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Three Malicious Programs Found Attacking Korean Gamers

Security investigators at MMPC (Microsoft Malware Protection Center) recently found three malicious programs, which seemingly target Korean online players, especially card game players, so published softpedia.com dated December 27, 2012.

Actually according to the researchers, the developers of the programs have been perceived as seeking to filch different information items off the victims' computers, while they're utilizing a few of their tactics to also deceive the victims.

Security Researcher Marianne Mallen from Microsoft says that the cyber-criminals have created their spyware for monitoring the gaming activity within applications such as baduki.exe, highlow2.exe, LASPOKER.EXE, poker7.exe, HOOLA3.exe, duelpoker.exe, and FRN.exe, reports threatpost.com dated December 26, 2012.

One of the malicious programs, Trojan:Win32/Urelas.C has been crafted in Delphi language and it captures the targeted and infected gaming software's screenshots. Consequently, the Trojan garners user credentials along with the remaining key PC identification details following which it transmits the collected data onto its controlling server through BMP, TIFF or JPG image files.

Another malicious program, Trojan:Win32/Gupboot.A does something extra by injecting a bootkit followed with performing a repeat utilization of Urelas' code for rewriting the MBR noted as Trojan:DOS/Gupboot.A. The malware's payload is partially created for letting kernel-type hooking for concealing its process as well as its dubious operations while the user plays, thereby compromising the system.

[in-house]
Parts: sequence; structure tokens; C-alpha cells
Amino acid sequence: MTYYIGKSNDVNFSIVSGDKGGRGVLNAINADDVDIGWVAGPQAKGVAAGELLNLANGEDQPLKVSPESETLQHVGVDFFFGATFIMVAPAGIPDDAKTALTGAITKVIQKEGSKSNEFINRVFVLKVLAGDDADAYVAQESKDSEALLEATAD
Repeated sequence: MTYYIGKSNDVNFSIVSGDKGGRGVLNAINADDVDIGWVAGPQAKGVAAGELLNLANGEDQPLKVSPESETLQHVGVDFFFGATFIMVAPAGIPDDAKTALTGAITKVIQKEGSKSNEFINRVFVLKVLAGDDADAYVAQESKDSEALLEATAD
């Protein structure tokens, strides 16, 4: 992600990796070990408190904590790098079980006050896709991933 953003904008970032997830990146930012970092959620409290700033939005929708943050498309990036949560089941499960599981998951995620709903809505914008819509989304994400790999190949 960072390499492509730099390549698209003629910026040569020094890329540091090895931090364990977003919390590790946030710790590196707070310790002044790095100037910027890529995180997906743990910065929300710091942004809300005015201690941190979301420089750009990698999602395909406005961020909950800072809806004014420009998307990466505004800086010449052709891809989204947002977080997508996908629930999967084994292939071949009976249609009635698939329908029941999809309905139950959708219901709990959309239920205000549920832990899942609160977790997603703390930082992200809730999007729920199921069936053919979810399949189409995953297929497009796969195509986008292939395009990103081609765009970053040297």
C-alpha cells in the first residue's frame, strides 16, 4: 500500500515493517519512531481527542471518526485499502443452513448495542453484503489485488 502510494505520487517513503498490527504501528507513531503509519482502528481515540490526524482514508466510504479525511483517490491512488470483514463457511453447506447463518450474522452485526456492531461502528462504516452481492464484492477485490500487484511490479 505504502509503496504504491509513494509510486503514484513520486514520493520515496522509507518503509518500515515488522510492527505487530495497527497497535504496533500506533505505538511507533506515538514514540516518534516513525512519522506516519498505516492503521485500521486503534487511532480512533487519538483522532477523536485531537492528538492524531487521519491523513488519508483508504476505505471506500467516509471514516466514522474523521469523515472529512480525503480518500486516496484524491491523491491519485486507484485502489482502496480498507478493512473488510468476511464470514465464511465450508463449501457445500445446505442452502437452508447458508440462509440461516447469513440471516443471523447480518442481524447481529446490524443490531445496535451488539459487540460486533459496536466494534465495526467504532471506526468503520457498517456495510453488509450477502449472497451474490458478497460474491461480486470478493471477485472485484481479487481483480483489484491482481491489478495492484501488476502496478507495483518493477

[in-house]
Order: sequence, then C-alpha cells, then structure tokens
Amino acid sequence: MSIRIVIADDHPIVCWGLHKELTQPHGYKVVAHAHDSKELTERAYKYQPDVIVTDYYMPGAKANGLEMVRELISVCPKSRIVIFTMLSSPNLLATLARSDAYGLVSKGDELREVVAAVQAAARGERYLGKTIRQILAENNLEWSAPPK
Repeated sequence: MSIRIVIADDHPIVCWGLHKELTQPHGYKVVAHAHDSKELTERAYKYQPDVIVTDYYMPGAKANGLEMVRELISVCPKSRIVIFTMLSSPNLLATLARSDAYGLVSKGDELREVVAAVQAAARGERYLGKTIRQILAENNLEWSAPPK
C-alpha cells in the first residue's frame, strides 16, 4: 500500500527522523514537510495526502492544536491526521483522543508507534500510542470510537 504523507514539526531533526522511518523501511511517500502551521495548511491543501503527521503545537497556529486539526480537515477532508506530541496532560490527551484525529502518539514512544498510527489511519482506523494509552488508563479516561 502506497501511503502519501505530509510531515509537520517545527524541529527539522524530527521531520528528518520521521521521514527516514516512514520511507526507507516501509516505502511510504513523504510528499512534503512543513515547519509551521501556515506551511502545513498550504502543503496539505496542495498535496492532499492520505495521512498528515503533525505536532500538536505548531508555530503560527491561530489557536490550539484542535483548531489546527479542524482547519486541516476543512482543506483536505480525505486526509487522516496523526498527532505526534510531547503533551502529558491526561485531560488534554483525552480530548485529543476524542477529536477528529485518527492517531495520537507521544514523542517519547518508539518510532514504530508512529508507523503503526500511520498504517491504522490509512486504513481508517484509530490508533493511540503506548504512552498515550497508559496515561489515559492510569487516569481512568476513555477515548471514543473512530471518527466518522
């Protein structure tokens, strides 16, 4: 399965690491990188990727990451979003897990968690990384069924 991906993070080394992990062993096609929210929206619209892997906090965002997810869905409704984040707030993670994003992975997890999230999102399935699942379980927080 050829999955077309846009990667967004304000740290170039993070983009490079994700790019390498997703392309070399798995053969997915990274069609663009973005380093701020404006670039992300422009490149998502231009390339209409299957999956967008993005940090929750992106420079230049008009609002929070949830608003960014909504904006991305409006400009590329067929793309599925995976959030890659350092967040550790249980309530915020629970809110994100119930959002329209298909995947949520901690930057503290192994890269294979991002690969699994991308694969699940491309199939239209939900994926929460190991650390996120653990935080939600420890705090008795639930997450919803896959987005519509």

The last malicious program, Backdoor:Win32/Blohi.B lands on the victim's system camouflaged as any widely played game like StarCraft or Plants vs. Zombies. When planted, it initiates one particular search engine for verifying if the Internet connection is on. Thereafter, it intercepts keystrokes, spies on the gaming process, as well as captures screenshots that it subsequently uploads. Here Ms. Mallen explains that the Blohi Trojan may even show false blue-screen so the user will restart his computer which will make the Trojan load more malware. Esecurityplanet.com published this dated December 26, 2012.

Ms. Mallen posts that MMPC strictly advises end-users to remain careful about files downloaded online, particularly to check whether their sources are reputable. She warns that the three malware pretending to be installers can actually be the malware writers playing the gamers' chosen games on the latter's behalf.

Related article: Three MOOP’s Scooped

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